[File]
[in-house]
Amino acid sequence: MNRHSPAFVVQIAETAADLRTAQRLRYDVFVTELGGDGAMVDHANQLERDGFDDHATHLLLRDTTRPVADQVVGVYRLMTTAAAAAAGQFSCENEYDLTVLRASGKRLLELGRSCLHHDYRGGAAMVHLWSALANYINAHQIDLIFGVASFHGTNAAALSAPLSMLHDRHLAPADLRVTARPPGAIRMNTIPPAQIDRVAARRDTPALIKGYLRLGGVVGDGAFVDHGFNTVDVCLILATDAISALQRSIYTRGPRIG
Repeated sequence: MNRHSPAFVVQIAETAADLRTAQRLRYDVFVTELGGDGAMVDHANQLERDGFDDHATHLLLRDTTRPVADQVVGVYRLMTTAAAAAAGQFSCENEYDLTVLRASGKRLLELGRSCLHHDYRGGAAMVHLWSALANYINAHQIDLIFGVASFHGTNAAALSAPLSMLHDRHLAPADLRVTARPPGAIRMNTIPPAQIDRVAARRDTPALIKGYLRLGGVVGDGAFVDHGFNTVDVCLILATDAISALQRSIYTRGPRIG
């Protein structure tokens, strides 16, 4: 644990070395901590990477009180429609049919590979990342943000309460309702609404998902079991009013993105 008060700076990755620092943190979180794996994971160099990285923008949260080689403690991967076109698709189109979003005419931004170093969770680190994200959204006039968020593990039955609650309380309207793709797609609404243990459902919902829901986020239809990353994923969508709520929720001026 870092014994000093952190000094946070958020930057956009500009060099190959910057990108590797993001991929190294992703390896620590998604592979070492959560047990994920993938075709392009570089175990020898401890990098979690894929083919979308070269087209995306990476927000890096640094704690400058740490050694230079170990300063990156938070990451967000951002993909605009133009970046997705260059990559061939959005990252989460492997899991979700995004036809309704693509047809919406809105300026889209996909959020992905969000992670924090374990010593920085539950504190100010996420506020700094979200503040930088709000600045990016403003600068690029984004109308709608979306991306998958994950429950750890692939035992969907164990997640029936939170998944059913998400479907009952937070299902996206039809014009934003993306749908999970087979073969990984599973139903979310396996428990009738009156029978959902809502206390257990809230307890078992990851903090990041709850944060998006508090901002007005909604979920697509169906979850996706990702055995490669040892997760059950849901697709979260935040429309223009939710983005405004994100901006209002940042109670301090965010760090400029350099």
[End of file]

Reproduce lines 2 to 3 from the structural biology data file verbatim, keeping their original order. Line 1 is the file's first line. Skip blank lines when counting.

Amino acid sequence: MNRHSPAFVVQIAETAADLRTAQRLRYDVFVTELGGDGAMVDHANQLERDGFDDHATHLLLRDTTRPVADQVVGVYRLMTTAAAAAAGQFSCENEYDLTVLRASGKRLLELGRSCLHHDYRGGAAMVHLWSALANYINAHQIDLIFGVASFHGTNAAALSAPLSMLHDRHLAPADLRVTARPPGAIRMNTIPPAQIDRVAARRDTPALIKGYLRLGGVVGDGAFVDHGFNTVDVCLILATDAISALQRSIYTRGPRIG
Repeated sequence: MNRHSPAFVVQIAETAADLRTAQRLRYDVFVTELGGDGAMVDHANQLERDGFDDHATHLLLRDTTRPVADQVVGVYRLMTTAAAAAAGQFSCENEYDLTVLRASGKRLLELGRSCLHHDYRGGAAMVHLWSALANYINAHQIDLIFGVASFHGTNAAALSAPLSMLHDRHLAPADLRVTARPPGAIRMNTIPPAQIDRVAARRDTPALIKGYLRLGGVVGDGAFVDHGFNTVDVCLILATDAISALQRSIYTRGPRIG